Barretto was soon joined by Pedro Pablo Roxas, who brought with him a German brewmaster Ludwig Kiene, as technical director. San Miguel's brew won its first major award at 1895's Philippines Regional Exposition. After six years of operation, the fledgling brewery was outselling imported brands five to one.

On the other hand, San Miguel's foremost competitor Tanduay Distillers, Inc., predated them by 40 years. Tanduay Rum has been produced in the Philippines for over a century. It begun as Ynchausti y Cia under the partnership of Joaquin Elizalde, together with his uncle, Juan Bautista Yrissary, and the Manila-based Spanish businessman and financier Joaquin Ynchausti. The partnership did not originally trade or sold liquor because their original line of business was shipping chandlery and abaca-making. The steamships they owned, after acquiring the Manila Steamship Company, traversed the route of Laguna Lake to Manila. Later on, Valentin Teus, a cousin of the Elizaldes, joined the partnership. It was Teus who acquired a distillery in Hagonoy, Bulacan from Elias Menchatorre and merged it with Ynchausti y Cia.



The Elizaldes
Six years later, in 1854, a plant of the distillery was established in the San Miguel district in Manila where the liquors were first bottled in oak casks. The Elizaldes have successfully sustained the growth and continuity of the business over generations and has evolved into the modern Tanduay Distillery. It has received international recognition throughout the years.

The Emergence of the Pulutan Cuisine

The art of eating "pulutan" during drinking session may be attributed to the Spanish culture of tapas. Pulutan is any cooked dish (meat, chicken, pork, seafood) taken with wine, beer, liquor during a drinking session. However, the tapas in the Spanish cultural scheme of things became a non-drinking food -- somewhat similar to an American beef jerky while the emergence of pulutan as a distinct cuisine centered on alcohol became the norm in the Philippines.

Pulutan is an enigma as it is distinct from regular meals and merienda. As a matter of fact, some of the pulutan cuisine have eventually became regular meals themselves (i.e. sisig and barbecue) or pulutan itself became the centerpiece of an occasion (i.e. fiestas and birthdays).

Pulutan is the centerpiece in any Filipino drinking session
The art of cooking pulutan has evolved but also controversial partly because of the use archaic methods of cooking 'exotic' animals. Poor people, particularly in the rural agricultural areas, tend to develop unique dishes mythified for their potency and hidden "aphrodisiac" powers. "Camaro," which are field crickets cooked in soy sauce, salt, and vinegar, became popular in Pampanga; "papaitan," which is goat or beef innards stew flavored with bile that gives it a bitter taste; Soup No. 5, which is a soup made out of testicles that can be found in restaurants in Binondo, Manila; "asocena" or dog meat popular in the Cordilleras; and "pinikpikan" chicken where the chicken has been beaten to death to tenderize the meat and to infuse it with blood. It is then burned in fire to remove its feathers then boiled with salt and pork.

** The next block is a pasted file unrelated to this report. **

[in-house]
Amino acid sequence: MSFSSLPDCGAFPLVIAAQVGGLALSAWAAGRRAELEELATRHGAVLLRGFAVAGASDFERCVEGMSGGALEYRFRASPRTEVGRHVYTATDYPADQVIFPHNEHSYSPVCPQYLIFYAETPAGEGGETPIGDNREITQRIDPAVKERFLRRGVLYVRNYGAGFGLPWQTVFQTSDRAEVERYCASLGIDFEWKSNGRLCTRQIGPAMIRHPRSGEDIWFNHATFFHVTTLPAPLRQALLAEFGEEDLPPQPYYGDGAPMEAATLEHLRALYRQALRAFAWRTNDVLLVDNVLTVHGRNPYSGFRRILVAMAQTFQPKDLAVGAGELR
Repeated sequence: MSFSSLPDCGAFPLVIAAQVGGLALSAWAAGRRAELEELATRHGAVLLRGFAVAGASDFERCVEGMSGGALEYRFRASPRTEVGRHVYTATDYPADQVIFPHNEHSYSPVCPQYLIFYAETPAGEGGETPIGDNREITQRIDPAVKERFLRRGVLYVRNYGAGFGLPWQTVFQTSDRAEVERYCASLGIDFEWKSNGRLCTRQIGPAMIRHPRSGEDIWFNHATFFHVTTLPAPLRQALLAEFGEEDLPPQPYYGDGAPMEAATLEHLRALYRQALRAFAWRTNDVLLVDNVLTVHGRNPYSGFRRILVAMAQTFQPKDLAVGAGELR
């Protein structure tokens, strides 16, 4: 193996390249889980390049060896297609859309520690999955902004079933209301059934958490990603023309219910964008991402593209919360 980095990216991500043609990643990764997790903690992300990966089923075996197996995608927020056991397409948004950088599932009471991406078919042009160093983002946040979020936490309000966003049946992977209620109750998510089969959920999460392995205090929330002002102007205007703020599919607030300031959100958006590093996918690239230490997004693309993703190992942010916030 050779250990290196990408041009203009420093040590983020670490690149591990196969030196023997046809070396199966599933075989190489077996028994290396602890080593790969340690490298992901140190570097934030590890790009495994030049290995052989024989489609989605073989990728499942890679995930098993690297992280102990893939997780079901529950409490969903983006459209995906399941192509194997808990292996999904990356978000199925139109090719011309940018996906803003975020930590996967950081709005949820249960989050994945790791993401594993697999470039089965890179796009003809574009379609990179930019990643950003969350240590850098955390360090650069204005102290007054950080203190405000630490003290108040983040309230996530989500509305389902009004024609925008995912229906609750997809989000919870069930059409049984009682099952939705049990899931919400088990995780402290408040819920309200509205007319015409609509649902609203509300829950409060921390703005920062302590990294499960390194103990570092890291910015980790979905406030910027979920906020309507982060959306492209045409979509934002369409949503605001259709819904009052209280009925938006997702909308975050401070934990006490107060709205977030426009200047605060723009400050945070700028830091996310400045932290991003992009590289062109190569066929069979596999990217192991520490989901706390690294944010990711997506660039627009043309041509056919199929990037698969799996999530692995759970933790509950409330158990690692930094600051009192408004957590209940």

Who can resist the delicious sisig
The Filipinos has also evolved grilling to a whole new level. Some grilled foods include "isaw," chicken or pig intestines marinated and skewered; "tenga," pig ears that are marinated and skewered; pork barbecue, which is a satay marinated in a special blend; "betamax," which is a salted,  solidified pork blood that is skewered; "adidas," which is grilled or sautéed chicken feet. And there is "sisig" a popular pulutan made from the pig's cheek skin, ears and liver that is initially boiled, then grilled over charcoal and afterwards minced and cooked with chopped onions, chillies, and spices on a sizzling hot iron plate.


One of the earliest pictures of Americans and Filipinos drinking beer
I wonder if they're drinking San Miguel beer by the Pasig River
The alcoholic beverage industry grew during the American period and it was during this time that San Miguel became the name synonymous to Philippine beer. By the time the Prohibition kicked in the United States, the watering holes throughout Manila became the place to be for American expatriates. Though Governor General James Smith went as far as  mentioning the idea of enforcing "regional" prohibition in the colony, it didn't happen simply because most expatriates made the Philippines their own vacation getaway.

Interestingly, through the years America has stayed "sober," the Philippines became an instant stopover for foreigners who go in and out of Asia. With the enforcement of the Volstead Act, the Americans have stopped all ships with liquors and other alcoholic beverages bound for the Philippines. Bills of health were denied and quarantine was enforced. It was this decade when San Miguel gained ground by capitalizing the absence of foreign competition. In a September 29, 1924 issue of "The New York Times," the ships can defy ruling by entering Manila without clearances for cargo and then-pay small fines.

American soldiers were hooked to local liquor during the war